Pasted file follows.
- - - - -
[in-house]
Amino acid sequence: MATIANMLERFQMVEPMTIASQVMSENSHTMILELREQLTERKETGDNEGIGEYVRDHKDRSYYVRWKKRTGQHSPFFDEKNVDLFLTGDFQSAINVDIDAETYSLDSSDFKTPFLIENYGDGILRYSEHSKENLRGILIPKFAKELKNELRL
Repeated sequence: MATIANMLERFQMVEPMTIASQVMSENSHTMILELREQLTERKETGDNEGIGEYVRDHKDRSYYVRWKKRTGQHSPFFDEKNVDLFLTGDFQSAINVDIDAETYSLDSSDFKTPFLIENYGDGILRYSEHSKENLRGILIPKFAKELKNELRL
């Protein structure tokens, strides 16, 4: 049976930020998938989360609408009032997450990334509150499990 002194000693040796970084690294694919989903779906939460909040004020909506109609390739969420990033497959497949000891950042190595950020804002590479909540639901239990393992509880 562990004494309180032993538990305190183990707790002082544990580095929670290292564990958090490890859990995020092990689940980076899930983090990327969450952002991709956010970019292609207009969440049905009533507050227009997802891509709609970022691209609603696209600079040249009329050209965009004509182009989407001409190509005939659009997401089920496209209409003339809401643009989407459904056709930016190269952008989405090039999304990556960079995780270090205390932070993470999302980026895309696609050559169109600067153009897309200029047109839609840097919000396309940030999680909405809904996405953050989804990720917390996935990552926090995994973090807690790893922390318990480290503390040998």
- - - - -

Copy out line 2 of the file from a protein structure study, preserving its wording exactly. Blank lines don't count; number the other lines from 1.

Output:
Amino acid sequence: MATIANMLERFQMVEPMTIASQVMSENSHTMILELREQLTERKETGDNEGIGEYVRDHKDRSYYVRWKKRTGQHSPFFDEKNVDLFLTGDFQSAINVDIDAETYSLDSSDFKTPFLIENYGDGILRYSEHSKENLRGILIPKFAKELKNELRL